Before beginning Stranger Things I was keenly aware that show creators the Duffer brothers had meant the series to be a tribute to 80’s TV and film classics like Twin Peaks, E.T., The Goonies and Stand By Me (to name a few). It’s the reason I was so excited to watch in first place. Stranger Things is so much more than a tribute though. It’s a time machine.
The moment the perfectly 80’s font-ed title flashes across the dark sky backdrop something just feels right (and wonderfully wrong). Crickets chirp in the background as the camera tilts to reveal an ominous looking steel clad building. As we move inside the building florescent lights flicker and the chirping is accompanied by distorted David Lynch building noises. Much has been written about the MANY influences The Duffers weave to create this wonderfully eerie, familiar atmosphere. It’s impressive. More impressive, to me is how real the experience feels. It never winks at the tropes or clichés of the decade it immerses you in the style. I felt like a kid watching E.T. for the first time. There were sounds in the show I haven’t heard on television in 20 years. Real kid noises. Bikes racing through gravel, kick stands scratching the pavement, Walkie-talkie antennas being pushed up, Walkie-talkie static, the snap of a tape deck creaking shut.
The first scene of dialogue is a pretty lengthy (by today’s TV standards) Dungeons and Dragons campaign between: Mike, Dustin, Lucas and Will. It’s immediately irresistible as the four leads easily convey the camraderie of a lived-in friendship. They are sarcastic, foul-mouthed, hilarious and trying not to be vulnerable as they roll the dice and try to escape the Demogorgon. Their 10 hour game is almost cut short by Mike’s mom, but Will saves the day and sacrifices himself to the monster. When the group disperses Will is stalked by a real life monster. The unseen monster is terrifying. It slithers and growls and is seen only though the horror in Will’s eyes. Will’s disappearance sets up the mystery and the metaphor that carries through the eight episode first season. The metaphor (clearly) is the loss of innocence and the rest of the group band together both to get Will back and protect their childhood.
Change continues to threaten this friendship when a new person is thrown into the mix. A mysterious girl with a shaved head shows up when Will vanishes. Eleven (brilliantly played by Mille Brown) comes from that scary building in the opening scene. She doesn’t speak and has mysterious powers. Mike almost immediately trusts the stranger. He makes her a blanket fort house in his basement and brings her eggos. The other two are more resistant to this change. When Mike brings Eleven new clothes and she reaches to lift up her shirt; all three boys turn away in horror. Watching a girl change would mean giving up a bit of childhood and they aren’t budging. At least not without Will.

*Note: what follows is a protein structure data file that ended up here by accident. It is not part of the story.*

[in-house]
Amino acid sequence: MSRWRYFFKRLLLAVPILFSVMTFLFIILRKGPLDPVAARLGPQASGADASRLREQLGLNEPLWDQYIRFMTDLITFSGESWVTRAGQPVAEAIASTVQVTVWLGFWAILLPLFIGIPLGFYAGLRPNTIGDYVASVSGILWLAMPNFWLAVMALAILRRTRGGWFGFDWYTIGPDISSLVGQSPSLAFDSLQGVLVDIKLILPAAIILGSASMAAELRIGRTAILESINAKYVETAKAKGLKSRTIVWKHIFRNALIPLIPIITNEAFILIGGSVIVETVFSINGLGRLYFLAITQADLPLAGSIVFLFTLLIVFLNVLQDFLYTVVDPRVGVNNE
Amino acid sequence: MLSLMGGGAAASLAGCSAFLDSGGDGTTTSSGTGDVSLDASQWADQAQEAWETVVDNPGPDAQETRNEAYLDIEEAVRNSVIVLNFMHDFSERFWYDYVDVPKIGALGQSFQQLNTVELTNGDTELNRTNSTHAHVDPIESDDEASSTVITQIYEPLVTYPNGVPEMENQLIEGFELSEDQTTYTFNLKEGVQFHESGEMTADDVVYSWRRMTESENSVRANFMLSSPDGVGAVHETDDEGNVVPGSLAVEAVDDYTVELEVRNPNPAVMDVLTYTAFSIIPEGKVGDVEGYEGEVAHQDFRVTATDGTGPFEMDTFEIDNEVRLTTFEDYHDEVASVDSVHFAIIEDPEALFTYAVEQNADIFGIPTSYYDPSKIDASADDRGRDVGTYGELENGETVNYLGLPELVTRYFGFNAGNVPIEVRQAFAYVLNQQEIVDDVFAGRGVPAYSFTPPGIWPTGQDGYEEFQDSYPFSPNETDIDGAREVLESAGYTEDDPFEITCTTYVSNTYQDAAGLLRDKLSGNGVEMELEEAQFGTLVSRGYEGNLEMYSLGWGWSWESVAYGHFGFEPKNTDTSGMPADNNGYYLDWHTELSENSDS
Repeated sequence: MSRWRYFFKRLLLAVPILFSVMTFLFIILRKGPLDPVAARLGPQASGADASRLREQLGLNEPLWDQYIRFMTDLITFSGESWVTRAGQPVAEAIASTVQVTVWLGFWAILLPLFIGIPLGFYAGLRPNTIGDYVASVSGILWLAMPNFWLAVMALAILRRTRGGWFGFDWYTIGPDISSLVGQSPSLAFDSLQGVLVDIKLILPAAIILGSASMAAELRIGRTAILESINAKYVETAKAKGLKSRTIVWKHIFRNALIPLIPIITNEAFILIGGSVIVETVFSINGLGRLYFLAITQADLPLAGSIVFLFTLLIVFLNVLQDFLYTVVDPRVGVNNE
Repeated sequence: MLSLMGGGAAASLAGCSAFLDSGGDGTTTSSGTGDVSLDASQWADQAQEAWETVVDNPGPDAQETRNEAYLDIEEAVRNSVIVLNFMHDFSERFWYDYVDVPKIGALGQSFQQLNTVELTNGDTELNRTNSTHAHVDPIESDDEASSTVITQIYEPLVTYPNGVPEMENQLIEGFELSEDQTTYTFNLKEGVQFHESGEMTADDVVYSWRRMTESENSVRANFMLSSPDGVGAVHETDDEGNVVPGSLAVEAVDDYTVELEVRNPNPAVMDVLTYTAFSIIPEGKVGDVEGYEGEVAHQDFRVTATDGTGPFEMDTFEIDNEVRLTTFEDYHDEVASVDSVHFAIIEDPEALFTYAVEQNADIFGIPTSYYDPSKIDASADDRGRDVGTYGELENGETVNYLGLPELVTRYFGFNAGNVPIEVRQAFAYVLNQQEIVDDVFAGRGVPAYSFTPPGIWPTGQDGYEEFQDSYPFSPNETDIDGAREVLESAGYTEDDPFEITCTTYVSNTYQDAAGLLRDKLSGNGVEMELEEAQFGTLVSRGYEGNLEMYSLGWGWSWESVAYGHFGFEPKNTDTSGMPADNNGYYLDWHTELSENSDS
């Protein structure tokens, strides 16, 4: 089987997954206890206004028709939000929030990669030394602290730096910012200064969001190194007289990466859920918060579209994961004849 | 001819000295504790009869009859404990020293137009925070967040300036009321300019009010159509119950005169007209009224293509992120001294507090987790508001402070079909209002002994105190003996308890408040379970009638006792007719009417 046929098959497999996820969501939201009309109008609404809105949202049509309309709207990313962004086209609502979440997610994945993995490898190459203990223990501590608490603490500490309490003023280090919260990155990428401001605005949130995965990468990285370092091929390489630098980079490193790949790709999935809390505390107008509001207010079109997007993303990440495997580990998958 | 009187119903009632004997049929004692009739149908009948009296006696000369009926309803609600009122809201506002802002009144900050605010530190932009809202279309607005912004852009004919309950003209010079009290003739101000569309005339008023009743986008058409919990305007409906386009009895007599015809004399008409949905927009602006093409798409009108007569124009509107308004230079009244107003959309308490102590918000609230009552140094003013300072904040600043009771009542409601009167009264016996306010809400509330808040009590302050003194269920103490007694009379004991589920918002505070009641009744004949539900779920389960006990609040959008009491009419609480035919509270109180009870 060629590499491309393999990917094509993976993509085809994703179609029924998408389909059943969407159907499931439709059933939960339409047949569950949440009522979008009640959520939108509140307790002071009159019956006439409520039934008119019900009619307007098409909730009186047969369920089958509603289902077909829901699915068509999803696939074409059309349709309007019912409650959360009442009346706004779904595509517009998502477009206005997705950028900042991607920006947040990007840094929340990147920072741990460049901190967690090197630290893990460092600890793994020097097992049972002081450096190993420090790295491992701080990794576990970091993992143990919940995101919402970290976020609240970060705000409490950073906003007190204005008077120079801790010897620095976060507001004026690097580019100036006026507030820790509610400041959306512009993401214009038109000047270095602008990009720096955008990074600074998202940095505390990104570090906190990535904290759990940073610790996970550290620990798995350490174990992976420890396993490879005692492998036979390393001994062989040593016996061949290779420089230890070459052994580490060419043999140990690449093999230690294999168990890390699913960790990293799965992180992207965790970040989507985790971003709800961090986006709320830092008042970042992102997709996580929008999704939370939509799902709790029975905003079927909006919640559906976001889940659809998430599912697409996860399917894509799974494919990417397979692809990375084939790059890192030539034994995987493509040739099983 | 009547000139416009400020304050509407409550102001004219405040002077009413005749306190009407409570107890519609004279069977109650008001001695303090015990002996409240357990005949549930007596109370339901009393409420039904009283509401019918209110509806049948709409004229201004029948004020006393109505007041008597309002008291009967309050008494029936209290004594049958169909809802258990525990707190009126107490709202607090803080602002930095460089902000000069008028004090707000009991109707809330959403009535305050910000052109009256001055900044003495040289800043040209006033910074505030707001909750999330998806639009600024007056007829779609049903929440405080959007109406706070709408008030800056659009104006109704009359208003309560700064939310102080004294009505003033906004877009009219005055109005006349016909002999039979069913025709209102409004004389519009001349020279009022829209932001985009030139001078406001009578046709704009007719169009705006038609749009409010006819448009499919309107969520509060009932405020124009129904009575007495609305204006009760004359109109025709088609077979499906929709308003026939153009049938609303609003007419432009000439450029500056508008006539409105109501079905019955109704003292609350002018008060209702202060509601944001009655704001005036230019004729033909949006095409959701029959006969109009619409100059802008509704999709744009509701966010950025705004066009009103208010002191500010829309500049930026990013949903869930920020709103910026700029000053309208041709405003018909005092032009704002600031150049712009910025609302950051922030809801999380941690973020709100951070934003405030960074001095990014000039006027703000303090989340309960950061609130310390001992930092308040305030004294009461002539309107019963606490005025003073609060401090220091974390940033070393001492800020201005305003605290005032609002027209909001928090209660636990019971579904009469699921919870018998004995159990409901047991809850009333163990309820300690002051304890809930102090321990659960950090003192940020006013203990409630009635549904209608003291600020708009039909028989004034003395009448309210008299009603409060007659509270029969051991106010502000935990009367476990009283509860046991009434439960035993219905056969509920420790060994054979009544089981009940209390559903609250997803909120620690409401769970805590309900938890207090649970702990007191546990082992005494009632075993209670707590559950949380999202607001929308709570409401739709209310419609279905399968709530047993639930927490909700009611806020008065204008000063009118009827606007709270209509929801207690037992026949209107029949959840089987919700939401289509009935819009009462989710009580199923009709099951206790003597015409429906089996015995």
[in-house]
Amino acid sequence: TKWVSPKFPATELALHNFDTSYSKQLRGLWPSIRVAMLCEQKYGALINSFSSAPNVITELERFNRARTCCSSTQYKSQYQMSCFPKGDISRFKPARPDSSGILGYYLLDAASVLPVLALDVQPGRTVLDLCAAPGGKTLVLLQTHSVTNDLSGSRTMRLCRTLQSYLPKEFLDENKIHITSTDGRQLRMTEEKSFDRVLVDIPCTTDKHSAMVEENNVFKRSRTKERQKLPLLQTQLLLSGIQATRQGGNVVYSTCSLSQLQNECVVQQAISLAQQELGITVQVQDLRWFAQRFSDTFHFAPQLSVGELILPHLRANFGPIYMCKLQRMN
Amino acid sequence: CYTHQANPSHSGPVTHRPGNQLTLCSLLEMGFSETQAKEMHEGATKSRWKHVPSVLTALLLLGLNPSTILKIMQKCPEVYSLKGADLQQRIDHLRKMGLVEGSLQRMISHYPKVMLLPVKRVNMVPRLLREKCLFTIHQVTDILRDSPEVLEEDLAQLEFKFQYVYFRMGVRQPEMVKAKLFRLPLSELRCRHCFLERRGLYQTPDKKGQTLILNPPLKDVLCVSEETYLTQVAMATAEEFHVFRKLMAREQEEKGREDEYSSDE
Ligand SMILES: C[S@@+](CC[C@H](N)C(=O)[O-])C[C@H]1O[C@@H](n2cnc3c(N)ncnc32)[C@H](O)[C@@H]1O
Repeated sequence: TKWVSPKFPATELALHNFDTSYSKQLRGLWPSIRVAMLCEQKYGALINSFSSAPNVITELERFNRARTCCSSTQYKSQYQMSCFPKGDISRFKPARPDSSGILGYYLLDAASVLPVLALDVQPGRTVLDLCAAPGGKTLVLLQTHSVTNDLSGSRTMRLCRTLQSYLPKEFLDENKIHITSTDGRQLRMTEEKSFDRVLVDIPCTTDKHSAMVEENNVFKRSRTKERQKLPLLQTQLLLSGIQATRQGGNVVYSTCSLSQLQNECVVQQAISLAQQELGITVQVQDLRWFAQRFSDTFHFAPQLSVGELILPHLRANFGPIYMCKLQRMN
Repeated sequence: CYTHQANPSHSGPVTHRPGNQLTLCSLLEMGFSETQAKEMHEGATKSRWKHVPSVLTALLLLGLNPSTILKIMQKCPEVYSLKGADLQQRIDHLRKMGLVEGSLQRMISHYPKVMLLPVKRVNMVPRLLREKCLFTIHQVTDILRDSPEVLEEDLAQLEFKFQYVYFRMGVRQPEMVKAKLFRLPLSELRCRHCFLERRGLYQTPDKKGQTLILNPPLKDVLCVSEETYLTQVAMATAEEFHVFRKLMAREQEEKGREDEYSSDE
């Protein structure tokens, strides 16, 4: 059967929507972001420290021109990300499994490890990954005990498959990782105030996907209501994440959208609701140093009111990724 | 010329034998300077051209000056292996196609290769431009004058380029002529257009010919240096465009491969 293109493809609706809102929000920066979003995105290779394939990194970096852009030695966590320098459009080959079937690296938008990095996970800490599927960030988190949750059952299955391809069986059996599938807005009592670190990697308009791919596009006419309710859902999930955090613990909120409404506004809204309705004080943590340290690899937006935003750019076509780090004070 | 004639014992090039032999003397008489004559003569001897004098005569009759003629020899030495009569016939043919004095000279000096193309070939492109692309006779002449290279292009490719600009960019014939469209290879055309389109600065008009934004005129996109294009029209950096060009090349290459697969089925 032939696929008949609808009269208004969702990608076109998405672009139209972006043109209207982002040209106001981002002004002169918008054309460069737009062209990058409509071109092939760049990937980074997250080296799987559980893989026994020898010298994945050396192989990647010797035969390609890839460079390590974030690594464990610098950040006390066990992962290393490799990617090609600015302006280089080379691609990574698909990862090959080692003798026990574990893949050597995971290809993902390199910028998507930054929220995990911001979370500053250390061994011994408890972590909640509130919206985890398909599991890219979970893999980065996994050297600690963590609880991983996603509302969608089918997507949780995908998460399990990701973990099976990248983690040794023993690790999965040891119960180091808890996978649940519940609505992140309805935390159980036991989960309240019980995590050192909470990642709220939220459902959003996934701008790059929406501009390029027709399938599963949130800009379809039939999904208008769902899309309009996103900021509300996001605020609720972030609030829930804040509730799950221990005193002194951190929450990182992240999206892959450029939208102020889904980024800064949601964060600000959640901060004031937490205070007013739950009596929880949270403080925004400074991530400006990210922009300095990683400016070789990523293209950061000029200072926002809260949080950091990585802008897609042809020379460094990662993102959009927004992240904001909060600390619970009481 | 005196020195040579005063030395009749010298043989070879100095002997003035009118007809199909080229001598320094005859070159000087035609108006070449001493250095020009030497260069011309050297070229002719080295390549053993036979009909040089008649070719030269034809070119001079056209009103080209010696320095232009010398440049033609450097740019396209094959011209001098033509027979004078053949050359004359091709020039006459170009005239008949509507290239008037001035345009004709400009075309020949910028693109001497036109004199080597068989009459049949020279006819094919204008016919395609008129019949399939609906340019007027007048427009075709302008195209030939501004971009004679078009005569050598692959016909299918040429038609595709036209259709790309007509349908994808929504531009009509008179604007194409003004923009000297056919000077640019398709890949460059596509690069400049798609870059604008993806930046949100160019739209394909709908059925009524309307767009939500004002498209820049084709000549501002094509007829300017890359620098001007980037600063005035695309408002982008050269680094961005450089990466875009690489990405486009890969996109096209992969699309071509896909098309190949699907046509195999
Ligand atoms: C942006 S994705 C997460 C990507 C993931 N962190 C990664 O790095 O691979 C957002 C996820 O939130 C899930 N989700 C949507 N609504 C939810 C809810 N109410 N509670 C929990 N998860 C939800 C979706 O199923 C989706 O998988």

Watching Stranger Things, I was struck by how the series palpably conveyed change. The best example I can think of is the Wheeler house. It took on different feelings as the series progressed. It felt safe and small when the group is playing Dungeons and Dragons. It contained all the familiar colours and patterns of my childhood. I had the same couch even. It started to feel bigger when Eleven moved in. The blanket fort in the basement gave the house an entirely different feeling. It was too big and lacked the safety of the mismatched sheets and pillows. It lacked the warmth that glowed from the nightlight. When Will and Eleven are left alone in the house it felt enormous. The way it feels to explore your own house when your parents are away. You can pick any seat you want as Will demonstrates by pointing out the lazy boy. “This is where dad sleeps,” he says encouraging Eleven to climb on and trust him. Will is the head of the household here and while the two play with dad’s favourite chair something begins to change. You can feel the “growing up” and it’s exciting and terrifying and a little bit lonely.
The grownups in Stranger Things start as one-dimensional stereotypes who cut games short and mutter things like, “Yes dear” and “listen to your mother”. They only begin to develop through the eyes of the children. This is especially true of Winona Ryder. She begins as this mishmash of nostalgia bits. A 90’s icon trapped in faded 80’s clothing. There is something off about her. She seems too high strung and doesn’t fit into the Stranger Things world. She appears to be trying too hard. It’s her character Joyce Byers who doesn’t fit into the world. She’s thrust into motherhood without being ready and begins the series out of place and on edge. When her son goes missing it heaves her over the edge and Ryder gives an utterly captivating and manic performance that fuses with her 90’s rebel.
Joyce becomes a hero by becoming a mother to Eleven in a scene late in the series. [Without a major spoiler] she establishes a bond with Eleven that the little girl desperately needs. Eleven is not allowed to be a child until that one moment where she hands her trust over to Joyce. It is beautiful, sad and like nothing I’ve ever seen. Many shows (especially in the 80’s) are about growing up. This moment is about being a kid for the first time.
But the real heroes of Stranger Things are the four friends who band together and stop at nothing to protect their friendship and fend off change. As they come together to destroy the monster change is imminent. You can’t have nostalgia without change so I would like to thank the Duffer Brothers for this rare opportunity to be a kid again.